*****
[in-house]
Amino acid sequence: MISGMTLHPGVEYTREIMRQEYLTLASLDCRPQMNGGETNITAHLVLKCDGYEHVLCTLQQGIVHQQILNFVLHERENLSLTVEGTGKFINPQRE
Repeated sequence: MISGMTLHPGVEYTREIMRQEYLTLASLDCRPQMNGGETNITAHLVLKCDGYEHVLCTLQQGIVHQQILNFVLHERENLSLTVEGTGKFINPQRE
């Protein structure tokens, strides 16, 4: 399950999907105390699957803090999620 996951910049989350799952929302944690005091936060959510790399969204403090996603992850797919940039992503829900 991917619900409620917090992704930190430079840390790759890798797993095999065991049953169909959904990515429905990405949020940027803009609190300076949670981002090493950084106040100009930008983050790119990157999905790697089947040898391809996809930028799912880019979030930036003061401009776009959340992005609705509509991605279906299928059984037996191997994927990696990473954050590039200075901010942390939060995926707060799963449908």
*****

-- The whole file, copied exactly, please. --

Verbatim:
[in-house]
Amino acid sequence: MISGMTLHPGVEYTREIMRQEYLTLASLDCRPQMNGGETNITAHLVLKCDGYEHVLCTLQQGIVHQQILNFVLHERENLSLTVEGTGKFINPQRE
Repeated sequence: MISGMTLHPGVEYTREIMRQEYLTLASLDCRPQMNGGETNITAHLVLKCDGYEHVLCTLQQGIVHQQILNFVLHERENLSLTVEGTGKFINPQRE
């Protein structure tokens, strides 16, 4: 399950999907105390699957803090999620 996951910049989350799952929302944690005091936060959510790399969204403090996603992850797919940039992503829900 991917619900409620917090992704930190430079840390790759890798797993095999065991049953169909959904990515429905990405949020940027803009609190300076949670981002090493950084106040100009930008983050790119990157999905790697089947040898391809996809930028799912880019979030930036003061401009776009959340992005609705509509991605279906299928059984037996191997994927990696990473954050590039200075901010942390939060995926707060799963449908």